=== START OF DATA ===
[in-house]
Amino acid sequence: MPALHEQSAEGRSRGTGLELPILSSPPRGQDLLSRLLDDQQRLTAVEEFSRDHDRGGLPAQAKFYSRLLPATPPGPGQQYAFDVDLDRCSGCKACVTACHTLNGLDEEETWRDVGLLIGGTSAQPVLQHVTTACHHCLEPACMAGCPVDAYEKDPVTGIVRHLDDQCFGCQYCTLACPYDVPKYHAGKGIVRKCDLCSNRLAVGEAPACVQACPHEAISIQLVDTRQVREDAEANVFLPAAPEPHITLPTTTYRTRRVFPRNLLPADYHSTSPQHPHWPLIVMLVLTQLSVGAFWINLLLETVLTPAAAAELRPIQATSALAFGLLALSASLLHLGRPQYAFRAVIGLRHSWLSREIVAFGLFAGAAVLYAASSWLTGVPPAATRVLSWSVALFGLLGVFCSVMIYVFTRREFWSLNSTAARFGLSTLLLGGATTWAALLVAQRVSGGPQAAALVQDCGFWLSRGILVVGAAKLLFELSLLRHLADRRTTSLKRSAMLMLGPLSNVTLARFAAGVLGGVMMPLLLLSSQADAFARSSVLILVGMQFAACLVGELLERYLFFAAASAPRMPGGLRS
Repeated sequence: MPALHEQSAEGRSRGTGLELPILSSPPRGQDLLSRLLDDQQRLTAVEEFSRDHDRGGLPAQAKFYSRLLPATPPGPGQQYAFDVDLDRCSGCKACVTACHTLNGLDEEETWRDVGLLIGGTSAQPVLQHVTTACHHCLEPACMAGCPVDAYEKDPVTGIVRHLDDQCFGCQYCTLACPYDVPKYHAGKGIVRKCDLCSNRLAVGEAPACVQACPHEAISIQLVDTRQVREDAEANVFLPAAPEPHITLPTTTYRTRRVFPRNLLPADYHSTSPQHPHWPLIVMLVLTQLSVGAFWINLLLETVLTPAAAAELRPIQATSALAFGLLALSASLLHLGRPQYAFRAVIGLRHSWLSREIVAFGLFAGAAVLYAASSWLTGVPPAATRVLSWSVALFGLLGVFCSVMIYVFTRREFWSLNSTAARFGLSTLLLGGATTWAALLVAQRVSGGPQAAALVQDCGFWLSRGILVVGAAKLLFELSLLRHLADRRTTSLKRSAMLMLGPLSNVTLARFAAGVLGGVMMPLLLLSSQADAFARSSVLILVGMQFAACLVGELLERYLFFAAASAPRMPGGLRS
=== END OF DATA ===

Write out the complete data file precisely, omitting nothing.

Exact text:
[in-house]
Amino acid sequence: MPALHEQSAEGRSRGTGLELPILSSPPRGQDLLSRLLDDQQRLTAVEEFSRDHDRGGLPAQAKFYSRLLPATPPGPGQQYAFDVDLDRCSGCKACVTACHTLNGLDEEETWRDVGLLIGGTSAQPVLQHVTTACHHCLEPACMAGCPVDAYEKDPVTGIVRHLDDQCFGCQYCTLACPYDVPKYHAGKGIVRKCDLCSNRLAVGEAPACVQACPHEAISIQLVDTRQVREDAEANVFLPAAPEPHITLPTTTYRTRRVFPRNLLPADYHSTSPQHPHWPLIVMLVLTQLSVGAFWINLLLETVLTPAAAAELRPIQATSALAFGLLALSASLLHLGRPQYAFRAVIGLRHSWLSREIVAFGLFAGAAVLYAASSWLTGVPPAATRVLSWSVALFGLLGVFCSVMIYVFTRREFWSLNSTAARFGLSTLLLGGATTWAALLVAQRVSGGPQAAALVQDCGFWLSRGILVVGAAKLLFELSLLRHLADRRTTSLKRSAMLMLGPLSNVTLARFAAGVLGGVMMPLLLLSSQADAFARSSVLILVGMQFAACLVGELLERYLFFAAASAPRMPGGLRS
Repeated sequence: MPALHEQSAEGRSRGTGLELPILSSPPRGQDLLSRLLDDQQRLTAVEEFSRDHDRGGLPAQAKFYSRLLPATPPGPGQQYAFDVDLDRCSGCKACVTACHTLNGLDEEETWRDVGLLIGGTSAQPVLQHVTTACHHCLEPACMAGCPVDAYEKDPVTGIVRHLDDQCFGCQYCTLACPYDVPKYHAGKGIVRKCDLCSNRLAVGEAPACVQACPHEAISIQLVDTRQVREDAEANVFLPAAPEPHITLPTTTYRTRRVFPRNLLPADYHSTSPQHPHWPLIVMLVLTQLSVGAFWINLLLETVLTPAAAAELRPIQATSALAFGLLALSASLLHLGRPQYAFRAVIGLRHSWLSREIVAFGLFAGAAVLYAASSWLTGVPPAATRVLSWSVALFGLLGVFCSVMIYVFTRREFWSLNSTAARFGLSTLLLGGATTWAALLVAQRVSGGPQAAALVQDCGFWLSRGILVVGAAKLLFELSLLRHLADRRTTSLKRSAMLMLGPLSNVTLARFAAGVLGGVMMPLLLLSSQADAFARSSVLILVGMQFAACLVGELLERYLFFAAASAPRMPGGLRS